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SOFIA’s Infrared Telescope Makes First In-Flight Night Observations

The Stratospheric Observatory for Infrared Astronomy (SOFIA), a program jointly conducted by the German Aerospace Center and NASA, achieved its milestone of first in-flight night observations. Jon Morse, Astrophysics Division director in NASA’s Science Mission Directorate, said that this flight has made SOFIA commence a 20-year journey that will allow future astronomical observations.

The SOFIA Boeing jetliner began its flight from the home base located at NASA Dryden Flight Research Center’s Aircraft Operations Facility at Palmdale, CA. The jetliner’s in-flight personnel comprised a crew from NASA, Columbia’s USRA, German SOFIA Institute (DSI) and Cornell University. The crew, which consisted of 10 astronomers, scientists, technicians and engineers, collected telescope performance data using  consoles in the main cabin of the aircraft. The German-built reflecting telescope’s precise pointing and stability met the expectations of astronomers and engineers.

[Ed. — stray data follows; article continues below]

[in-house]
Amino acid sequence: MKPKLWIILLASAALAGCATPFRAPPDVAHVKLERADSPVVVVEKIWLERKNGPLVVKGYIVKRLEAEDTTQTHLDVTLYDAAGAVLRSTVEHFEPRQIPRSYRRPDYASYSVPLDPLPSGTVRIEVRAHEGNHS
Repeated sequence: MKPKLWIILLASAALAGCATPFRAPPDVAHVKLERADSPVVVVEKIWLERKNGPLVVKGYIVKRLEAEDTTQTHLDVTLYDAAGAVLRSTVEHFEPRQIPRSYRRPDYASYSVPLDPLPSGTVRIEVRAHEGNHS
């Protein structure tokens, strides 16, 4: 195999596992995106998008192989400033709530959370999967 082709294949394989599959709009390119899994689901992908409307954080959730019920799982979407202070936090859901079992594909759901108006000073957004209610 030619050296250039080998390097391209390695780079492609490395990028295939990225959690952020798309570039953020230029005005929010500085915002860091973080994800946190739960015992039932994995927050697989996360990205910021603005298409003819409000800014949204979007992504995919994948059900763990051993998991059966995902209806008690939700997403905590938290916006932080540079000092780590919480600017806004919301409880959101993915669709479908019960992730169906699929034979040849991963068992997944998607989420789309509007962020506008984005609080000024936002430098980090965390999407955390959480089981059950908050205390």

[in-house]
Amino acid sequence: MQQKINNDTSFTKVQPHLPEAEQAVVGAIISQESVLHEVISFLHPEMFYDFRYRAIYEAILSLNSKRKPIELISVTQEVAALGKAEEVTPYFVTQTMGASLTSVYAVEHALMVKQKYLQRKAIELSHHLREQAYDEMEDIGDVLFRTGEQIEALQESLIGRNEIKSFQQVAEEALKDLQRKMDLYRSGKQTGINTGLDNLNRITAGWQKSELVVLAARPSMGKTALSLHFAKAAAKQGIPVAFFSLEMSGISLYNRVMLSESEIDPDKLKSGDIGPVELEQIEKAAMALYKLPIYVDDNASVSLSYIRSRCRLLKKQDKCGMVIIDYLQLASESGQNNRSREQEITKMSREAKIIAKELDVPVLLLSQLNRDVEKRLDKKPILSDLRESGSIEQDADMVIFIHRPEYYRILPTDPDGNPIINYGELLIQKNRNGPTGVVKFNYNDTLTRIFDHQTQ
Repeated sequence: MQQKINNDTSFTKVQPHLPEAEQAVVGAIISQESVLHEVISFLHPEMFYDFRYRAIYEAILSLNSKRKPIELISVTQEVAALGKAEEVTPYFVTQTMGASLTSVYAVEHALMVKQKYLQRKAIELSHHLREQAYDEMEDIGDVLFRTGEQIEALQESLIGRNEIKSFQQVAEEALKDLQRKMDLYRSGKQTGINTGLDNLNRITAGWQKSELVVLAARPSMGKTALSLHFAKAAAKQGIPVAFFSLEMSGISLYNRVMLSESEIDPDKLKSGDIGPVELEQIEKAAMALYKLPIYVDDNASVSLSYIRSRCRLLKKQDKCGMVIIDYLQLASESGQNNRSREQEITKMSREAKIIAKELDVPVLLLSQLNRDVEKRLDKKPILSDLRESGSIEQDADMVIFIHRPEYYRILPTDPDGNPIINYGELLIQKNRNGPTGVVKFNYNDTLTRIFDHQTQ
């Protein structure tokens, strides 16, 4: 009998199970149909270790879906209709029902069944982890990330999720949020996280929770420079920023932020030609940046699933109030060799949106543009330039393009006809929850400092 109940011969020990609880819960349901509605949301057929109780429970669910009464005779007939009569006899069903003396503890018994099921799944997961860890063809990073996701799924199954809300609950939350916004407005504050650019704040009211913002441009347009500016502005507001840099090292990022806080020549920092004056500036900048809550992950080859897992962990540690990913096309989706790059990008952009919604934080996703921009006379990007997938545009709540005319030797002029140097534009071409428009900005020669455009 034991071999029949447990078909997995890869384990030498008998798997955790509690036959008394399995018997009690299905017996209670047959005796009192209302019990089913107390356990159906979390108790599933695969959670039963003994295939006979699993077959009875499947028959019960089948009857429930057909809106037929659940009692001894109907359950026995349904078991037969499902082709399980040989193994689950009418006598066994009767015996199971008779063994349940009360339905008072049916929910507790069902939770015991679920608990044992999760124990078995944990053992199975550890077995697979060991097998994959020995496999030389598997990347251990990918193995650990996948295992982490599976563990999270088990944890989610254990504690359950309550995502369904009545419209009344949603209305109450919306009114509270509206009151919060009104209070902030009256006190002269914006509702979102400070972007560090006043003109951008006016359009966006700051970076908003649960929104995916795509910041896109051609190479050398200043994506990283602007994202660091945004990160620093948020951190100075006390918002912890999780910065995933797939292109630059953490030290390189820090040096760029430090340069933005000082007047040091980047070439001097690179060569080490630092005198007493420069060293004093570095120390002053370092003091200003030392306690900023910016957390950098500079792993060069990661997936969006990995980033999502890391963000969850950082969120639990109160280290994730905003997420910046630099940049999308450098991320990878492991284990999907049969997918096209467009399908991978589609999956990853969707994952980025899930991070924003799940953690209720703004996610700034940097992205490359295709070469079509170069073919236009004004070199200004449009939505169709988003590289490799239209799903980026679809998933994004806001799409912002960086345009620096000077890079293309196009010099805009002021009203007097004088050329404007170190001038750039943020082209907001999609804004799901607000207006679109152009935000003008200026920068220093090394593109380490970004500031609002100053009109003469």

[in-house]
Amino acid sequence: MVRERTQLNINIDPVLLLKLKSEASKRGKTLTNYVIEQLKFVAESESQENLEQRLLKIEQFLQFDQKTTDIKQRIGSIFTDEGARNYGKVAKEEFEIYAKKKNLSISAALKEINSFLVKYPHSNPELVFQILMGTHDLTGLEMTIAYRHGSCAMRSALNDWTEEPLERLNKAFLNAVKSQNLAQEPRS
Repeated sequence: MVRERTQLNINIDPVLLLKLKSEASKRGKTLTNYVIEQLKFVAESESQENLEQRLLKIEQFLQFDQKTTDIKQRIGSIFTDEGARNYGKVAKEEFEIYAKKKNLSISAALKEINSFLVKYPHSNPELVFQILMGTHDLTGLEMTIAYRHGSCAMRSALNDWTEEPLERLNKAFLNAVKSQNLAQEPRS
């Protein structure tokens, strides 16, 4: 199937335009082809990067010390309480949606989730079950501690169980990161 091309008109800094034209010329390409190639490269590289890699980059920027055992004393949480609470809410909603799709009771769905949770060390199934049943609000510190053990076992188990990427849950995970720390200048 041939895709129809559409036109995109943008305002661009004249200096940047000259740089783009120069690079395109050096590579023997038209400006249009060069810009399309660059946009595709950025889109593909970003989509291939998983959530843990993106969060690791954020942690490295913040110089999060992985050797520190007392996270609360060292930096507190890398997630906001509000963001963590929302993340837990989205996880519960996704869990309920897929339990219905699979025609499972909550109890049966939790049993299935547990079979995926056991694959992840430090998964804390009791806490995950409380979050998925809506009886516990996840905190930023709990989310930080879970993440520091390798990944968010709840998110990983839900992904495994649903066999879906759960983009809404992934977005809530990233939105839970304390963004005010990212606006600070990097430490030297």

Pam Marcum, a project scientist of SOFIA, Ames Research Center of NASA in Moffett Field, CA, stated that supercomputer calculations and wind tunnel tests performed at the SOFIA program indicate that sharper images can be produced for front-line astronomical research. Senior science advisor of USRA SOFIA, Eric Becklin, said that the real accomplishment was achieved when SOFIA’s scientists captured Jupiter’s images. Jupiter’s image showed heat coming out of the planet’s interior via holes present in its clouds.

The Faint Object infraRed CAmera for the SOFIA Telescope (FORCAST) is highly sensitive and was handled in flight by its creators, Terry Herter’s team of Cornell. The operational altitude of SOFIA enables it to obtain about 80% of the IR light received by space observatories.

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